Museum spotlights women who shaped Benton County for International Women's Day
BENTON COUNTY, Wash. – On International Women’s Day, the East Benton County History Museum is putting a spotlight on some of our community's most impactful early women.
“The women in our community are tough,” said Stephanie Button, administrator at the East Benton County Historical Society and History Museum. “They are fearless. They are entrepreneurial, we're in the wild west!”
The women left behind a photo, a wreath, a piano, and a story. And Button knows a lot of them.
“It's important for us to share ‘herstory,’ she said. “And share the wonderful lives of the women who've made our community what it is today.”
Behind every photograph is a legacy at the East Benton County History Museum.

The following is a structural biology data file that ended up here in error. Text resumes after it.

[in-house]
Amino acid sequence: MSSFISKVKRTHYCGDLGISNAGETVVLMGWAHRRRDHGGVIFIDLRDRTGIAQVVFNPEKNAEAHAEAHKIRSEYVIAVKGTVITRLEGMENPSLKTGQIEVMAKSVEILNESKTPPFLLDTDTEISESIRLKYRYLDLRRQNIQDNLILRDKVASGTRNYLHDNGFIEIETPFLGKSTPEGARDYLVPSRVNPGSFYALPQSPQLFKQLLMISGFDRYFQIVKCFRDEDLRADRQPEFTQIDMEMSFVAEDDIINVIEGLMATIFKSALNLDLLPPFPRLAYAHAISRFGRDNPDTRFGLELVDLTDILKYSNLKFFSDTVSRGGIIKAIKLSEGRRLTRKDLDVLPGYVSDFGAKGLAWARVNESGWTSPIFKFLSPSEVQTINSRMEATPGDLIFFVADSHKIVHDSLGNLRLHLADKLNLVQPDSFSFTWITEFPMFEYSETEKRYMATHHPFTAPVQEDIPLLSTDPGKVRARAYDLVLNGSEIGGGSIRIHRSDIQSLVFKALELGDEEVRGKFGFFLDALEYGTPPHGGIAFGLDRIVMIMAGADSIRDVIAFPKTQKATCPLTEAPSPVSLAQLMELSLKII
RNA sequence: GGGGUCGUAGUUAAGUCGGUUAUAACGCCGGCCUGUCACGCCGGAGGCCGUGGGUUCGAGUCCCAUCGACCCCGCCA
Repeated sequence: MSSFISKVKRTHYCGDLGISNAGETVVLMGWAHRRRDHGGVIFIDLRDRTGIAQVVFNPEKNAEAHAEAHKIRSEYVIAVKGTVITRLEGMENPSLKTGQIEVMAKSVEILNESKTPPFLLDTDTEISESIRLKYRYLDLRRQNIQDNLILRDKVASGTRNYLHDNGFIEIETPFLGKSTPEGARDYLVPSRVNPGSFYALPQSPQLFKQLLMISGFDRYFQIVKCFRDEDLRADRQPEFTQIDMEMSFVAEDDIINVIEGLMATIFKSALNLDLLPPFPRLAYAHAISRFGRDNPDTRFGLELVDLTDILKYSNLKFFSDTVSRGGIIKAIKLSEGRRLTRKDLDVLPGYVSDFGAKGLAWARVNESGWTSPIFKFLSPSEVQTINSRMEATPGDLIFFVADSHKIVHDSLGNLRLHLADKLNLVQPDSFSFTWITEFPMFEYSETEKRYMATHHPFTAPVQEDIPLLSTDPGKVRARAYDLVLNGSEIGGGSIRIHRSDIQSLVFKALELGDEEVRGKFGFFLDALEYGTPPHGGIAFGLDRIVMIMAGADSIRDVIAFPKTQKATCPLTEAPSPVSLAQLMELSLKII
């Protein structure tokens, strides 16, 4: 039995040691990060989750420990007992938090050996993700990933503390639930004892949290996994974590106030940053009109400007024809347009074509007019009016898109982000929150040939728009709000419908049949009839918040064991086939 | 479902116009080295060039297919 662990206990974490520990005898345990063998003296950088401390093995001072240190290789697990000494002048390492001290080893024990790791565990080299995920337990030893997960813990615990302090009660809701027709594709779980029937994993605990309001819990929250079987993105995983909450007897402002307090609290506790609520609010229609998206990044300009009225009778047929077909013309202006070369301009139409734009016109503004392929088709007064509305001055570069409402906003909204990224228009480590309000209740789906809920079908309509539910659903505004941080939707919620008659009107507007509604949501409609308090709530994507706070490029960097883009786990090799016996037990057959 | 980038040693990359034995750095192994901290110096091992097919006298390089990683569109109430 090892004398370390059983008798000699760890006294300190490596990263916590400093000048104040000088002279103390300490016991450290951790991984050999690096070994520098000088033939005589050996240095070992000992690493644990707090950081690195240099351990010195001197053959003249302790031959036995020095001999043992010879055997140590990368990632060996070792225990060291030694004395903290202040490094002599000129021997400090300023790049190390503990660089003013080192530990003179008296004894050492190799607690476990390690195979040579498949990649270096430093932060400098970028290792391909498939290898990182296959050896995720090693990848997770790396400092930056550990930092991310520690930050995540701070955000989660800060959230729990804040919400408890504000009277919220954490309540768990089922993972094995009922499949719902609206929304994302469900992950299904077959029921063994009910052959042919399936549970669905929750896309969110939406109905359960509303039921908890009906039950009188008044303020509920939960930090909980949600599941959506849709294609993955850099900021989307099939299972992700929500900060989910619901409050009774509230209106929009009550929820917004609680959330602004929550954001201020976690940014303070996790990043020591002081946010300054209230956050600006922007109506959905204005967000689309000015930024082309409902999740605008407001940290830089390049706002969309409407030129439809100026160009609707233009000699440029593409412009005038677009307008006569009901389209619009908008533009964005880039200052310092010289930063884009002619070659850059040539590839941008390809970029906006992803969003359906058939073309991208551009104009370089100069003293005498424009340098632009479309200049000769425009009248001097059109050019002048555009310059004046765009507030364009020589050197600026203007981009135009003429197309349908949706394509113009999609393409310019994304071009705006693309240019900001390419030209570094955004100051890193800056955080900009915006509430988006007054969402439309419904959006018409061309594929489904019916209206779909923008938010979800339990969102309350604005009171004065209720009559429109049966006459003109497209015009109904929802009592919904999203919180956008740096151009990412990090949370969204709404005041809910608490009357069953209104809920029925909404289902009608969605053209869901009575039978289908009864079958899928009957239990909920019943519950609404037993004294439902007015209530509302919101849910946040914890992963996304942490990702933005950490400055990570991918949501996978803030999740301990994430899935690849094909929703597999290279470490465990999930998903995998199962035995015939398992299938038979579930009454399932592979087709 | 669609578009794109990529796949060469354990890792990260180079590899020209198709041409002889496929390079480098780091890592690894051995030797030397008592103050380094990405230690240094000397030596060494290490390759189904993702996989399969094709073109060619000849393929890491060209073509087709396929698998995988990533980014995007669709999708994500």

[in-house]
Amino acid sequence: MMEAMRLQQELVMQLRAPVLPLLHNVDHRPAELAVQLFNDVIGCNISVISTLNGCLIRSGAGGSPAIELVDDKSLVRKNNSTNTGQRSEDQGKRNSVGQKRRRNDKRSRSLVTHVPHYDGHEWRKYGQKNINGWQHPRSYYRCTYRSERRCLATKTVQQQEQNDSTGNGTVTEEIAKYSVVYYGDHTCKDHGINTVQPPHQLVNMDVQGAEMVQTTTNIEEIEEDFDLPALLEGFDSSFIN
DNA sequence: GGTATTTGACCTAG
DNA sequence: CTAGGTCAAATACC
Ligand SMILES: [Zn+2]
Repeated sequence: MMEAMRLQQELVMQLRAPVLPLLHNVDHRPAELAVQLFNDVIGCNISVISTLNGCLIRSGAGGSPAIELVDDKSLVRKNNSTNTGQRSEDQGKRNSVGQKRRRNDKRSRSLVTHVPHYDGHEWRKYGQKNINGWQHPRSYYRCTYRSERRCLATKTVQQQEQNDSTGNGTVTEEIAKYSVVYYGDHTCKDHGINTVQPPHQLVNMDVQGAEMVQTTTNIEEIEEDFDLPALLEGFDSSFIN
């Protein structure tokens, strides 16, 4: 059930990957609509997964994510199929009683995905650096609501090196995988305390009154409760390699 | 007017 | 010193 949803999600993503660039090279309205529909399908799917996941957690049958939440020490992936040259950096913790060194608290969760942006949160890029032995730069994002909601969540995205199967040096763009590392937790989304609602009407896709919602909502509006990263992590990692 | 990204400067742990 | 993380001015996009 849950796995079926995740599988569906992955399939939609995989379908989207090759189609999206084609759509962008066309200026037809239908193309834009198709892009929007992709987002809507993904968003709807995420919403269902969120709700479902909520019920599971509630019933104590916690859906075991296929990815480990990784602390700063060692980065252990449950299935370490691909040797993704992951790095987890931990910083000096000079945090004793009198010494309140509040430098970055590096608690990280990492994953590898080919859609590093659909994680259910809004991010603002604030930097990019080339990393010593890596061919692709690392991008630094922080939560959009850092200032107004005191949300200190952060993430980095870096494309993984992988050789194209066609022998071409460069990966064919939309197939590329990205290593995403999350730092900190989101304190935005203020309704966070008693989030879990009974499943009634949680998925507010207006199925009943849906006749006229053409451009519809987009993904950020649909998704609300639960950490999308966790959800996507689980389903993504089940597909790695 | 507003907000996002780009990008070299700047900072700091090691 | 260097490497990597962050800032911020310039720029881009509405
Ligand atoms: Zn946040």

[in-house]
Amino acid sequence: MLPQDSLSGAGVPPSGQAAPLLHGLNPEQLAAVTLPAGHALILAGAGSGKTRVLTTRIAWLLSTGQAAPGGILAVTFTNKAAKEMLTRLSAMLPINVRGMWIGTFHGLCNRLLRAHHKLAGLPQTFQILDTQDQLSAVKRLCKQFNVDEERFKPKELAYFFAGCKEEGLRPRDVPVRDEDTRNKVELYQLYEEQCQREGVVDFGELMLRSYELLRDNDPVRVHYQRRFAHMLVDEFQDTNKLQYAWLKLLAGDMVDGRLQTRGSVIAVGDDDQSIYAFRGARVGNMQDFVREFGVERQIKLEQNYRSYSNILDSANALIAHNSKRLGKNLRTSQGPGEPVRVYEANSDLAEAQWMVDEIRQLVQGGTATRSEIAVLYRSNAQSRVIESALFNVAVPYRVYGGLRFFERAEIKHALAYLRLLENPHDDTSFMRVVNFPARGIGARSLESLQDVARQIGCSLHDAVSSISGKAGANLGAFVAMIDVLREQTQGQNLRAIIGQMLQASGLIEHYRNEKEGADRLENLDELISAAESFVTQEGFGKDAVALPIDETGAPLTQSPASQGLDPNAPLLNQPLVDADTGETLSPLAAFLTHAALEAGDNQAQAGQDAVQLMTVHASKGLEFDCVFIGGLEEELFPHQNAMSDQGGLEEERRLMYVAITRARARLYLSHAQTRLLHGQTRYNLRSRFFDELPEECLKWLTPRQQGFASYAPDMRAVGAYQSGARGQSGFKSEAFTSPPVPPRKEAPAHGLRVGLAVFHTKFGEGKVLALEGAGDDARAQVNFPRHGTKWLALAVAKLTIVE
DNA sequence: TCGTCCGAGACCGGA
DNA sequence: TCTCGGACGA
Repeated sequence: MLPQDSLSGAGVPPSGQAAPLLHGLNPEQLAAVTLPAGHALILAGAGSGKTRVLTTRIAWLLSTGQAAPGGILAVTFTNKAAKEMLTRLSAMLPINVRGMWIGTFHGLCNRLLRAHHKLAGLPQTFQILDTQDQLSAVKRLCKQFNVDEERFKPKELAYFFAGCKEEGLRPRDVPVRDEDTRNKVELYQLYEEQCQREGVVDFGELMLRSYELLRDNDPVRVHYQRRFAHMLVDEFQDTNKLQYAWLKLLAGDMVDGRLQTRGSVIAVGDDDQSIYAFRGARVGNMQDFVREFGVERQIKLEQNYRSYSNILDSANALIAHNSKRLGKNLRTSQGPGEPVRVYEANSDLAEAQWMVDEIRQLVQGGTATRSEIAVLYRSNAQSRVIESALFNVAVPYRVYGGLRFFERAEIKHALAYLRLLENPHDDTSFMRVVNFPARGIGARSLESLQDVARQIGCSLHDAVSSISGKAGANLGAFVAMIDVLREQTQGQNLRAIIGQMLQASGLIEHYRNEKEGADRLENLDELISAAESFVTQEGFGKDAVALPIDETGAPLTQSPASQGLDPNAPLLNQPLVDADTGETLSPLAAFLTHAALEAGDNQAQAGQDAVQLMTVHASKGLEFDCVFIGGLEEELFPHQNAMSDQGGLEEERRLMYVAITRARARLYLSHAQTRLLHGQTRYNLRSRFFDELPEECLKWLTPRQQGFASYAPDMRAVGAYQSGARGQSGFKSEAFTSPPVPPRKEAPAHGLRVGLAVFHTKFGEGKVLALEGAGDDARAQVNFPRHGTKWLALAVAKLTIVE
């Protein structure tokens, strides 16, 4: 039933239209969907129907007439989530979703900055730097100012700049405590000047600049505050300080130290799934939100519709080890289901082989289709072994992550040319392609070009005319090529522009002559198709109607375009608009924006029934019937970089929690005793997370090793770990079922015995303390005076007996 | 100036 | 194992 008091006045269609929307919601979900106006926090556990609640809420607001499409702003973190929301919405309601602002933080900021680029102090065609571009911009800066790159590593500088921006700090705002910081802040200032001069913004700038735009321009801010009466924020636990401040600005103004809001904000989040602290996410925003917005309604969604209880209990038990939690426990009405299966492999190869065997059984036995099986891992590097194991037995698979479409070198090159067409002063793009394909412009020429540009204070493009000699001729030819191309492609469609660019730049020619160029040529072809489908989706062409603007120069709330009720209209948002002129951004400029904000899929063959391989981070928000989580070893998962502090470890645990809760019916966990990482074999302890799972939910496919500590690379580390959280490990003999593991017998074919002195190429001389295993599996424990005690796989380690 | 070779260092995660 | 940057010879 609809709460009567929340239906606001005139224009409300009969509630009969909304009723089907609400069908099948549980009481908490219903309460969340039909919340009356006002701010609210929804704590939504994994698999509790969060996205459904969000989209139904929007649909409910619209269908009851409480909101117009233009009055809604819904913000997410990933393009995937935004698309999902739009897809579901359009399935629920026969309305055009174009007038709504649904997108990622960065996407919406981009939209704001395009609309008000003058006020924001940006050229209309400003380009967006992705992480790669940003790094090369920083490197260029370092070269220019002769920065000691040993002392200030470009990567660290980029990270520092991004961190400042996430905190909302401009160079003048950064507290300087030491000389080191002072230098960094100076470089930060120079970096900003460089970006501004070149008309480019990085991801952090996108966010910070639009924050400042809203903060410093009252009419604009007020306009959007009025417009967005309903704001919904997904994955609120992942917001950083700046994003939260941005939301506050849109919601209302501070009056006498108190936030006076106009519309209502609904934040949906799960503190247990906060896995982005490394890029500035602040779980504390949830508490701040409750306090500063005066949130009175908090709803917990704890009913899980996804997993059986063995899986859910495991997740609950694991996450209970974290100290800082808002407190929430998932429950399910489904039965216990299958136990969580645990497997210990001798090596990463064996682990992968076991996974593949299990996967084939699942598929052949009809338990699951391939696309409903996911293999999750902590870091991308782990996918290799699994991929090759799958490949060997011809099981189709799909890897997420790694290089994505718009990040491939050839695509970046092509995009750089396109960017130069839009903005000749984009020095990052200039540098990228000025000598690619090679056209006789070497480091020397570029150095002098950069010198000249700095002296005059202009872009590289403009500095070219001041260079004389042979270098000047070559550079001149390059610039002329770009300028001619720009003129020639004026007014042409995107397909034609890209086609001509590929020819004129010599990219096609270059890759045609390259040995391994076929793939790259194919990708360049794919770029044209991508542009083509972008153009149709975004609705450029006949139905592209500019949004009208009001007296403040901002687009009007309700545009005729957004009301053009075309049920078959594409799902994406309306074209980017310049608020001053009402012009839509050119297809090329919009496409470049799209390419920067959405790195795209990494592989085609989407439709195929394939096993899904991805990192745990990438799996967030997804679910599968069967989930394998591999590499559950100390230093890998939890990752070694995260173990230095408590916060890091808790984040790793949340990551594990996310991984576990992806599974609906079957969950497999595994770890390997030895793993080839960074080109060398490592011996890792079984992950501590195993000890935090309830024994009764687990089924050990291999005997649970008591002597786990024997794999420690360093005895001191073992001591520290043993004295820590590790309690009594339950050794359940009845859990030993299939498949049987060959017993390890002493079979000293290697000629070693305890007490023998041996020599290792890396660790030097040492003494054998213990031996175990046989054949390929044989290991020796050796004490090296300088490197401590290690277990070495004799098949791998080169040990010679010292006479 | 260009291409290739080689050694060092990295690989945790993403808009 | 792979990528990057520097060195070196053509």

Gladys Vickers Crooks was a talented pilot.
“Women did work! They did real work.”
Little Virginia Riblet learned to ride a bike at the tender age of 18-months-old.
“And that put her in the Ripley's Believe It or Not!”
Bea Sherk owned a clothing company.
And there are countless others who shaped Benton County: school teachers, beauty queens, nurses.
“History is essential,” Button said. “It's essential for knowing ourselves, for knowing our community and for knowing our future.”
Button said women haven't been as celebrated in history, and she wants that to change.
“Women can do so much,” she said. “We're mothers, we're wives, we're daughters, we're business people, we're entrepreneurs, we're athletes.”
She said she wants to issue a challenge to everyone this international women's day:
“Hug your mom!” she laughed. “But also, take this time to research a remarkable woman or an everyday woman form our community.”
“Women have a strong and growing role in our community today and it's exciting to know where we came from,” Button said.
If you want to keep learning more about the women from our community's history, visit the museum’s Facebook page—they’ll be featuring women all month.